Tanzanian President Samia Suluhu Hassan said the DRC’s admission to the regional bloc will be a new milestone in the integration. She reiterated Tanzania’s commitment to working closely with all EAC member states toward taking the integration to higher levels.

IOL 12 July 2022

Suspected rebels kill nine in eastern DRC

Suspected rebels have killed at least nine people in twin attacks in eastern Democratic Republic of Congo, officials said on Wednesday, in the latest violence to hit the turbulent region.

Fighters from the feared Armed Democratic Forces (ADF) group killed six civilians in an attack on the town of Beni in North Kivu province on Tuesday night, according to local civil-society leader Pepin Paluku Kavota.

He told reporters on Wednesday that militants targeted a district just 1km from army headquarters in the city of 400 000.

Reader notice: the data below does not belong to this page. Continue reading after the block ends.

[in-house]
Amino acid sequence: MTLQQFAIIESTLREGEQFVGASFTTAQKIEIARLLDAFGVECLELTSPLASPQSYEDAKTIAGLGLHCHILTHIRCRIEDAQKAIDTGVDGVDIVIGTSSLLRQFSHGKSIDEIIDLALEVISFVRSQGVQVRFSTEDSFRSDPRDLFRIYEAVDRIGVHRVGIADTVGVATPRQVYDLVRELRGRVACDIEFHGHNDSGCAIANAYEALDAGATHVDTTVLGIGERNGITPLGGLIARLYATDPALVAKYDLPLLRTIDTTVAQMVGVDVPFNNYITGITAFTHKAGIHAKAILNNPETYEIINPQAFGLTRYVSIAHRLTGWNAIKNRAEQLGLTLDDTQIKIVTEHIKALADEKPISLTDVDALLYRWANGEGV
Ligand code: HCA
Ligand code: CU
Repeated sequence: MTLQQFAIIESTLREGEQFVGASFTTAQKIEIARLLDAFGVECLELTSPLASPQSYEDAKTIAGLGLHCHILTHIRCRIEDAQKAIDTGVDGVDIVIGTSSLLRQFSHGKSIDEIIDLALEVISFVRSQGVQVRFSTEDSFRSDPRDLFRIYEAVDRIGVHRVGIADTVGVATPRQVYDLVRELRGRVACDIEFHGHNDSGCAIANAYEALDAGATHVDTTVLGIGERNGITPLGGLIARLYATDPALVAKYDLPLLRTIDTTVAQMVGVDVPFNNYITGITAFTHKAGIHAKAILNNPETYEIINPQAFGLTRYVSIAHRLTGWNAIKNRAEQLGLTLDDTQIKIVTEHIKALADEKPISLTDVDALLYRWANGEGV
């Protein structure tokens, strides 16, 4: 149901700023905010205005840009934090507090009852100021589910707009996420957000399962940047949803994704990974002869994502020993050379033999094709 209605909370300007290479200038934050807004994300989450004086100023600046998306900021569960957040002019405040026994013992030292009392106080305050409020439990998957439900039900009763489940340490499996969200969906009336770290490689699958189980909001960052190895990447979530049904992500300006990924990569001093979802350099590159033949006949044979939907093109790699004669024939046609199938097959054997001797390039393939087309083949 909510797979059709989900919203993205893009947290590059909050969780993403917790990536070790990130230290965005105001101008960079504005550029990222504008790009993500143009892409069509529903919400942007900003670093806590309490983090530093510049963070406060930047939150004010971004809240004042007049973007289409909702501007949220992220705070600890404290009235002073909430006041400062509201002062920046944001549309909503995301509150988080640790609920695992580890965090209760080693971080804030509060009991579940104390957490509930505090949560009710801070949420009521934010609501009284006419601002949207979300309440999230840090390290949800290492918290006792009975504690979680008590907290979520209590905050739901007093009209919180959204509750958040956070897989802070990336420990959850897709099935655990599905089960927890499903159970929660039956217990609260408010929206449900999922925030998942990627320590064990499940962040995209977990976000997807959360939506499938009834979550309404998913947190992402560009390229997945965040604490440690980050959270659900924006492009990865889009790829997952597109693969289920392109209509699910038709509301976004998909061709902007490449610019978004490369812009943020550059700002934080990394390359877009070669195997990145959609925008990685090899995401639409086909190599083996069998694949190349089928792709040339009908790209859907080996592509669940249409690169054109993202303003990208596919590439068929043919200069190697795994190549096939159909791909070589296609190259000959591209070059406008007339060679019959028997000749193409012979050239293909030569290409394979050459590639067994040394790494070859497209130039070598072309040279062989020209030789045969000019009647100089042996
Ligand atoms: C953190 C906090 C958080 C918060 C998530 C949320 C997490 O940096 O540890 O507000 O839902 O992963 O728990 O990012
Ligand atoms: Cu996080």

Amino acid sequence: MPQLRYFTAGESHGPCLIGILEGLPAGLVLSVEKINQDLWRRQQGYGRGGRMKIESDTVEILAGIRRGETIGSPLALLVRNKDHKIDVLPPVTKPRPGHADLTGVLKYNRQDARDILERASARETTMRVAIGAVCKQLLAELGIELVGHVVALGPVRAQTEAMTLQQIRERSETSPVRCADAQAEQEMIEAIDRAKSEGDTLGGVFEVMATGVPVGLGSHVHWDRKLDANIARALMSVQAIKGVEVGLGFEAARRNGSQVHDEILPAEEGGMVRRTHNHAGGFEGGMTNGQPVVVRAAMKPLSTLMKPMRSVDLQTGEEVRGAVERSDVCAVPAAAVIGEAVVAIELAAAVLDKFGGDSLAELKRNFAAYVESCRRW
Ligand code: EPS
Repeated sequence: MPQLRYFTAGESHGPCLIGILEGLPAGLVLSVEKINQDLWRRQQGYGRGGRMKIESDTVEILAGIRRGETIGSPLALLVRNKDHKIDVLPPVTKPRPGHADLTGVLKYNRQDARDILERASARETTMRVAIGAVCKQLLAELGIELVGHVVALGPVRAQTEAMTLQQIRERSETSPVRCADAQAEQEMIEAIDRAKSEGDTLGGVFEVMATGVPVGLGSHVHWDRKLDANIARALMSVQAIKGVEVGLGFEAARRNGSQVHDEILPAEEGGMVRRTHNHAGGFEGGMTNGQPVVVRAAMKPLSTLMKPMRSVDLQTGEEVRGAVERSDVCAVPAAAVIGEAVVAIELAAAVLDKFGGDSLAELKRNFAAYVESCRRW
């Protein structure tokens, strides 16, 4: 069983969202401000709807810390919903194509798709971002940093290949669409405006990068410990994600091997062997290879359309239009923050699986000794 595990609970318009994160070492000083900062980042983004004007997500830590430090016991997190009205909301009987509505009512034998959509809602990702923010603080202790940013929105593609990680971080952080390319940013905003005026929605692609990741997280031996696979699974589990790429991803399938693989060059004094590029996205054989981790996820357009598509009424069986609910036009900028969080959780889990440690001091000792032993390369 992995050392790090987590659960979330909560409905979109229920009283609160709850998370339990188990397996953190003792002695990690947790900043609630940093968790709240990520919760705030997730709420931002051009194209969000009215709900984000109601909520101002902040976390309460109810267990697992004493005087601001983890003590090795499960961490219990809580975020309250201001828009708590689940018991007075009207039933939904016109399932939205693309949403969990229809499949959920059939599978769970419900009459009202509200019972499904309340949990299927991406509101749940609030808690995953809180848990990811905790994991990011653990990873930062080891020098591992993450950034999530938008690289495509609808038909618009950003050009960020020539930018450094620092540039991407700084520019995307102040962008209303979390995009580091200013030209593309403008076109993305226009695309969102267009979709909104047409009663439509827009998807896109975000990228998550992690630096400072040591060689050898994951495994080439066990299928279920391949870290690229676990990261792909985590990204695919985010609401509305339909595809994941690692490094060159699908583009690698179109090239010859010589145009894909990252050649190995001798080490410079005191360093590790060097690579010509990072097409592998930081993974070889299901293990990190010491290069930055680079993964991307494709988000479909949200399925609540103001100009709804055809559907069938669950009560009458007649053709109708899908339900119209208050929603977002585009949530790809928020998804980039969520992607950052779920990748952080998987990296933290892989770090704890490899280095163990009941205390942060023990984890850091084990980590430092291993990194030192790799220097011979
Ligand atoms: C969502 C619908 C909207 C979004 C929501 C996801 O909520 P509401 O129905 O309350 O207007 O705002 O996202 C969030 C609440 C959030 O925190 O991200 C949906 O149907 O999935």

The dead included a 15-year-old boy and a 90-year-old woman, said Kavota, who urged security forces “to redouble their efforts”.

News24 13 July 2022

East Africa and the Horn

Central African Republic

UN needs $68.4 million to help Central African Republic where 2.2 million are acutely food insecure

A sharp increase in prices of essential goods in the Central African Republic (CAR) linked to war in Ukraine, will likely have a devastating impact on the already dire humanitarian situation there in coming weeks, the UN World Food Programme (WFP) said on Tuesday.

Some 2.2 million people are already acutely food insecure in the Central African Republic, meaning that the global food, fuel and fertilizer crisis sparked by the Russian invasion of its neighbour on 24 February, will put basic food commodities and staples “out of the reach of many people”, warned Tomson Phiri, WFP spokesperson.

“The figure may not shock you out of your seats, but when you look at the population size, that’s nearly half the population of the Central African Republic,” he told journalists in Geneva.

UN News 5 July 2022

Final report of the Panel of Experts on the Central African Republic extended pursuant to Security Council resolution 2588 (2021) (S/2022/527)